10 Left-Field Names as Romney Seeks Right VP
If this week's news that Mitt Romney is waiting until after the Olympic Games to announce his vice presidential pick is correct, it would be poignant timing indeed for the man who's made his chairmanship of the Salt Lake City Games part of his business-acumen platform.
And with all of the speculation buildup -- and anxiety in many corners over whether Romney's pick will buoy or bore the GOP -- the eventual pick might as well be stepping up to the podium to pick up the veepstakes medal.
The vice president may or may not have been chosen, but two days ago the Romney camp named a director of operations and a communications director for the mystery veep hopeful. The office is being stocked and the open chair is just waiting for that perfect break in the news cycle to drop the balloons, send pundits into a tizzy, and maybe send extra-jazzed delegates to Tampa.
The Romney campaign also got a bit of free water-testing when the Drudge Report headlined the possibility of Condoleezza Rice being added to the ticket, igniting a firestorm of protest from many on the right. If they leaked enough names, that could actually take care of any vetting worries one by one.
We know the names that are generally agreed to be on the top of the list right now: Sen. Rob Portman (R-Ohio) and former Minnesota Gov. Tim Pawlenty. Also in the running appears to be Louisiana Gov. Bobby Jindal, whose poor response to Obama's 2009 congressional address is mainly just remembered by policy nerds like yours truly by this point, and who went to Ohio yesterday to hold a "repeal and replace" rally for Romney. And let's not forget Sen. Marco Rubio (R-Fla.), Sen. John Thune (R-S.D.), and House Budget Committee Chairman Paul Ryan (R-Wis.).
Imagine for a moment, though, that Romney had a wild streak and unveiled a running mate from left field, someone who had been vetted without a single leak to the media, someone so off the radar that the media hadn't even thought to ask about this person as a nominee -- but someone who had something to bring to the ticket.
I mentioned the former chairman of the House Republican Conference on a radio show this week, and the response was as if the heavens opened and choirs sang. Before Allen West and Tim Scott, this former Oklahoma congressman was paving the way for black Republicans on the Hill post-Reconstruction, asking famously in the title of his 2002 book "What Color is a Conservative?" Watts strikes a strong balance between rejecting identity politics while chiding his party for not doing enough outreach to minority communities. A Baptist minister, he would excite conservative Christians. Since 2003, he's run J.C. Watts Companies, lobbying for businesses like John Deere and serving on the boards of other companies such as Clear Channel. You'd get the Washington acumen and the grass-roots excitement with Watts, with a double-businessman ticket.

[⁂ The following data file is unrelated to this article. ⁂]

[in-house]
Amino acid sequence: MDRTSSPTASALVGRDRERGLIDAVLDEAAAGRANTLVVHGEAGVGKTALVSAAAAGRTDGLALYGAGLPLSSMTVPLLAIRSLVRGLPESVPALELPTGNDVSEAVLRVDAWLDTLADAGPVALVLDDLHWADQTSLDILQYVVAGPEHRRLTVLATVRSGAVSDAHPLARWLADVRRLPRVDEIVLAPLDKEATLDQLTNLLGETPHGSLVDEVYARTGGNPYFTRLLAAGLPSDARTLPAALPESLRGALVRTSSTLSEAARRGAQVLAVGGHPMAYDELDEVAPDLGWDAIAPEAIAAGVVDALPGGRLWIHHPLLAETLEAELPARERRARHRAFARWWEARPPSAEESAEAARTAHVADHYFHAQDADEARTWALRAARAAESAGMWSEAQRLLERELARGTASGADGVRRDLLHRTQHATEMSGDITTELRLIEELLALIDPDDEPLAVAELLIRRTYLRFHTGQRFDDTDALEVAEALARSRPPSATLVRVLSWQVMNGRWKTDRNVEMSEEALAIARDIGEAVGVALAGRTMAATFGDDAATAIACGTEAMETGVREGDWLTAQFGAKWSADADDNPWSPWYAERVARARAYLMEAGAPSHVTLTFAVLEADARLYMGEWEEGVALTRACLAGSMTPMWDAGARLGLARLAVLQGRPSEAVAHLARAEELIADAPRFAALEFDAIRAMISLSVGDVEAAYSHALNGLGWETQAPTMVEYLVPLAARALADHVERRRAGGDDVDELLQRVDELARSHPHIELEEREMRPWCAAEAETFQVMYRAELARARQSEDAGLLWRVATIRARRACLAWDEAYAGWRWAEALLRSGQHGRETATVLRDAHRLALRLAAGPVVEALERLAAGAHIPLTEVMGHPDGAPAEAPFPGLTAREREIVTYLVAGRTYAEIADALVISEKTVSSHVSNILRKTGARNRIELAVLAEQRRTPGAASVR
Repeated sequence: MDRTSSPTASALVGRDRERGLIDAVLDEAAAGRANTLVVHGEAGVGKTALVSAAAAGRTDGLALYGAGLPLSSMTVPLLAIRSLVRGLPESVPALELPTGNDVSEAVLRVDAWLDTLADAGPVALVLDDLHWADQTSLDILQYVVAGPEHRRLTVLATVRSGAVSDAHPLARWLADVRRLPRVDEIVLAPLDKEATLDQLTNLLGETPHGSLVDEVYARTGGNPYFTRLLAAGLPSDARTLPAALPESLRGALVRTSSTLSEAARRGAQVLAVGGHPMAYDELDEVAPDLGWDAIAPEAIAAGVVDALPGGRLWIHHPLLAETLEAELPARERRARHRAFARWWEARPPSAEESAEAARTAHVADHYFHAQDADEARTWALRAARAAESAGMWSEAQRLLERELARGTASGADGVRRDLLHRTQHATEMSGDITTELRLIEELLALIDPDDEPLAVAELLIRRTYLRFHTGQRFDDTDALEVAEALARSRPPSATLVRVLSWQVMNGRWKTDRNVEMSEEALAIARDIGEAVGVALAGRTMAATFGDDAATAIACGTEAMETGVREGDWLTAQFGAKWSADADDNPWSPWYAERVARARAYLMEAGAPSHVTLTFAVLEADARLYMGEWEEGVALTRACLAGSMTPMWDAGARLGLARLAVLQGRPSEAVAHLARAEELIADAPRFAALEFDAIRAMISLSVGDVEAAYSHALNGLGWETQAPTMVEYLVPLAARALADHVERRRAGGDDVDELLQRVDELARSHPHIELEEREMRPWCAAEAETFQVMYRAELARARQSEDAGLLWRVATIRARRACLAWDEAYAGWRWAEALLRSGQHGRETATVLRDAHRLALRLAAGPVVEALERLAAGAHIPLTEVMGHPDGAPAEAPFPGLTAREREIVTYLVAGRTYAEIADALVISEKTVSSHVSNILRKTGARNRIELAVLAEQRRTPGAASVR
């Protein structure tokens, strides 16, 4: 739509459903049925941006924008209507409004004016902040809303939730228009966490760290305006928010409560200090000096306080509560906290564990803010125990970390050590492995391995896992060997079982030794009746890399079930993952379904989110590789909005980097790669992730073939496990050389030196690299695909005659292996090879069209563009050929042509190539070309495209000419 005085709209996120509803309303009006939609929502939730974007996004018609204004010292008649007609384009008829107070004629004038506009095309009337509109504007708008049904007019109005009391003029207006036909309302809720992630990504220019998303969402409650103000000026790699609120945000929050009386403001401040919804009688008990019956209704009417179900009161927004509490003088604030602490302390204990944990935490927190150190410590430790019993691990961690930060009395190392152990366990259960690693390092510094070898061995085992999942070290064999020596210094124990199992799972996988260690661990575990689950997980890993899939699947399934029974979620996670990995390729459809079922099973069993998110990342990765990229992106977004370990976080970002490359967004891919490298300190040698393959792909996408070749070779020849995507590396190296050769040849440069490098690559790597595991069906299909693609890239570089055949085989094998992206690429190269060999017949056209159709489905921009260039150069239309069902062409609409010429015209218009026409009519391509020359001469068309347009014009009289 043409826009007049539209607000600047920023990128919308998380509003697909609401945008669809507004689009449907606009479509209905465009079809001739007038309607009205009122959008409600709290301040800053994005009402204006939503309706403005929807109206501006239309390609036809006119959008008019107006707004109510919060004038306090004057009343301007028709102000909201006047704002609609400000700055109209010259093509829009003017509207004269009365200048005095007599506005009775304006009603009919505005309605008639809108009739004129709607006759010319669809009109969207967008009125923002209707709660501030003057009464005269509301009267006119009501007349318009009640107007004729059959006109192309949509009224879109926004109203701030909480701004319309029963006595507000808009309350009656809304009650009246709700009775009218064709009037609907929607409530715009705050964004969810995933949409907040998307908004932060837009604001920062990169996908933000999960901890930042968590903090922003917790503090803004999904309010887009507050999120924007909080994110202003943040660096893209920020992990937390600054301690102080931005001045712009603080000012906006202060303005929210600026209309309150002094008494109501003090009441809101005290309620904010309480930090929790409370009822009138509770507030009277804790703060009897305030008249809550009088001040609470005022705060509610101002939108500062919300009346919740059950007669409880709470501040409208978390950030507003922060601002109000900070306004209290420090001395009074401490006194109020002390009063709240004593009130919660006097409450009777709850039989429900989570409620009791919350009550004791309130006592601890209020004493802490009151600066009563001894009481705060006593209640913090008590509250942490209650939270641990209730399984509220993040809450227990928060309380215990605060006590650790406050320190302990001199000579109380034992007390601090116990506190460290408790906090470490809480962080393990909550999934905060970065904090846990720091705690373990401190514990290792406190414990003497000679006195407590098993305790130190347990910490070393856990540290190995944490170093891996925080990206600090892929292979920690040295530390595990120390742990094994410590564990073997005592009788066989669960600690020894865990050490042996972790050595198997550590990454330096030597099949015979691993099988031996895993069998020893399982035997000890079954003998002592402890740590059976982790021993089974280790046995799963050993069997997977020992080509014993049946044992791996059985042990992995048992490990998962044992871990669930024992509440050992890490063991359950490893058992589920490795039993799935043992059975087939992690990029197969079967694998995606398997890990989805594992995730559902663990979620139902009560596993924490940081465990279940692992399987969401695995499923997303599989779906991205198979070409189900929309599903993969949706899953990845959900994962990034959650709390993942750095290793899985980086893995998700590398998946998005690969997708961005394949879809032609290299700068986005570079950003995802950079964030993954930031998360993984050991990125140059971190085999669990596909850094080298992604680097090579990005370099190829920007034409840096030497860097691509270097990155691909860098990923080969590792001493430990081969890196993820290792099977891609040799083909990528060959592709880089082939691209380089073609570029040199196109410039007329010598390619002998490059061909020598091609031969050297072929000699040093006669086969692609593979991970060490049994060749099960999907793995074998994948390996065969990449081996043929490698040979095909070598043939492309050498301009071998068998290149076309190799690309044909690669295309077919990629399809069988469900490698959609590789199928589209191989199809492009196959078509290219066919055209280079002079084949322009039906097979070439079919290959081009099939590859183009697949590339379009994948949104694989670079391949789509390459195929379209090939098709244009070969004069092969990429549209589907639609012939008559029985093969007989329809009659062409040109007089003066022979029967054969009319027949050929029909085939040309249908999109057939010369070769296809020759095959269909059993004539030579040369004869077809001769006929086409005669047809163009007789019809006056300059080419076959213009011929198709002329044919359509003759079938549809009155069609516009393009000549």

This isn't so far from left field, as the former ambassador to the United Nations flirted with a presidential run himself -- and endorsed Romney after deciding against his own run. The timing is excellent to bring in this sage of foreign policy, given the post-Arab Spring crises, rapidly escalating Iranian nuclear program, and failed Russian reset -- all left to fester under the Obama administration. While Bolton would fill the bill of balancing out the Romney ticket -- bringing both Washington know-how and international brilliance -- voters unfortunately have put the world falling down around their ears rather low on the list. But the straight-talking ambassador does have a solid fan base and would wipe the floor with either President Obama or Vice President Biden in a debate.
The conventional wisdom this go-round is that the well is essentially poisoned for women candidates. But in the year of Keystone XL, there's a candidate who could seriously get in the craw of environmentalists. George W. Bush's former Interior secretary, the first woman to hold that position, also has the distinction of surviving Eric Holder: in 2009, the Department of Justice investigated Norton's past at Royal Dutch Shell in conjunction with leases later awarded to the company, but closed the investigation the following year without pressing charges. Big Oil-wise in terms of Democratic attacks, she'd be the female Cheney. But it would be helpful to send her out on the trail to tear into Obama's "all of the above" energy strategy, the Solyndra adventure, Keystone, and more.
Perhaps it was just a bit of wishful thinking after seeing the former secretary of Defense disassemble the Law of the Sea Treaty in front of John Kerry last month. But the 80 year old who served under both presidents Ford and Bush 43 would bring a wealth of worldly wisdom to the ticket, as well as his signature wit. And there's really nothing else a hungry DNC could dig out from his past, so they'd simply attack him as a warmongering Bushite. Just imagine Rummy facing off with Joe Biden in the vice presidential debate. That could possibly be the best debate ever. Ever.